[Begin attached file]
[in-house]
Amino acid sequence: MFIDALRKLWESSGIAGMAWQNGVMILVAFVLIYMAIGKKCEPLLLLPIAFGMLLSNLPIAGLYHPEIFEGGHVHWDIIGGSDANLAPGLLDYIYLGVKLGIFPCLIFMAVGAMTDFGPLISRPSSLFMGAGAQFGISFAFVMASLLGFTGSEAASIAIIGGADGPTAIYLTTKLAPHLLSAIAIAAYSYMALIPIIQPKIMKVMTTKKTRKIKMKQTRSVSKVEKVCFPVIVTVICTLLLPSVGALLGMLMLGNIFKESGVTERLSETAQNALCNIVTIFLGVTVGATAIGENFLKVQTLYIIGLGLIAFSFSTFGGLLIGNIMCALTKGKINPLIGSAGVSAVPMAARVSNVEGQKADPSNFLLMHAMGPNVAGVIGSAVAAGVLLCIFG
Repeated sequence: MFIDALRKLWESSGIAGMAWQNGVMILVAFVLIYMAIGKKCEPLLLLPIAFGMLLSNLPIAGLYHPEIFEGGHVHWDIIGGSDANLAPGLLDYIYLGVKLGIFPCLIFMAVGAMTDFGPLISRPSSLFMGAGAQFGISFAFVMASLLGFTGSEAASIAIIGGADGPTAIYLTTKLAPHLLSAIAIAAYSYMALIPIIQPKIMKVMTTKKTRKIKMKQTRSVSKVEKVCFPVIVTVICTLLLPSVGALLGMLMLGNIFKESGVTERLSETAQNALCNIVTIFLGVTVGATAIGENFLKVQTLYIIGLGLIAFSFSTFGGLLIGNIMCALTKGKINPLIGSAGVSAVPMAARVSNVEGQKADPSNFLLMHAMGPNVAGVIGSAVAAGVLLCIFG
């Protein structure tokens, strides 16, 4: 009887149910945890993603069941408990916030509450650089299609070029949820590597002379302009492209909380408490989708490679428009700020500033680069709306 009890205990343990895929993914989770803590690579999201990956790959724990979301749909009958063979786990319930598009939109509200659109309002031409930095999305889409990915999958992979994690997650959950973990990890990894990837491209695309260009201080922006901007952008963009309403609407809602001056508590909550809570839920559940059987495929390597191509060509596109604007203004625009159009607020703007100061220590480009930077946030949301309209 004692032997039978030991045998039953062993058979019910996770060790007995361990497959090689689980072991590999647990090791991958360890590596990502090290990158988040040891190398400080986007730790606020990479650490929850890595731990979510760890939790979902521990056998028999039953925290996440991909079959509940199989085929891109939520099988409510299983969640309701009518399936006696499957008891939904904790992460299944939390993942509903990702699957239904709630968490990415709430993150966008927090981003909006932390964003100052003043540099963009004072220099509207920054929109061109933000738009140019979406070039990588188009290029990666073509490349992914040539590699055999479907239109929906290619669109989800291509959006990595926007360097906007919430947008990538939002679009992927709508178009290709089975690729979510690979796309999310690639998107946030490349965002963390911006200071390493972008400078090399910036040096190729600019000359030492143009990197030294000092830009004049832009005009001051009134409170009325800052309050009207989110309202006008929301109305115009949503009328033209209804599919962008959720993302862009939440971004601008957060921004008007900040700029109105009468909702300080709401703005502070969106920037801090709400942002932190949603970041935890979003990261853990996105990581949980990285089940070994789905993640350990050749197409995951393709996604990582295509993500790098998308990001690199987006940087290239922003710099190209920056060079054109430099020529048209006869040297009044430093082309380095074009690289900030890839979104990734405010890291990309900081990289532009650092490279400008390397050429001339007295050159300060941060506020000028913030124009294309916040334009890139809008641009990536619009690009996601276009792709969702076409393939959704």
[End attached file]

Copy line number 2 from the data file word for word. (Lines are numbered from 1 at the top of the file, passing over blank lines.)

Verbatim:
Amino acid sequence: MFIDALRKLWESSGIAGMAWQNGVMILVAFVLIYMAIGKKCEPLLLLPIAFGMLLSNLPIAGLYHPEIFEGGHVHWDIIGGSDANLAPGLLDYIYLGVKLGIFPCLIFMAVGAMTDFGPLISRPSSLFMGAGAQFGISFAFVMASLLGFTGSEAASIAIIGGADGPTAIYLTTKLAPHLLSAIAIAAYSYMALIPIIQPKIMKVMTTKKTRKIKMKQTRSVSKVEKVCFPVIVTVICTLLLPSVGALLGMLMLGNIFKESGVTERLSETAQNALCNIVTIFLGVTVGATAIGENFLKVQTLYIIGLGLIAFSFSTFGGLLIGNIMCALTKGKINPLIGSAGVSAVPMAARVSNVEGQKADPSNFLLMHAMGPNVAGVIGSAVAAGVLLCIFG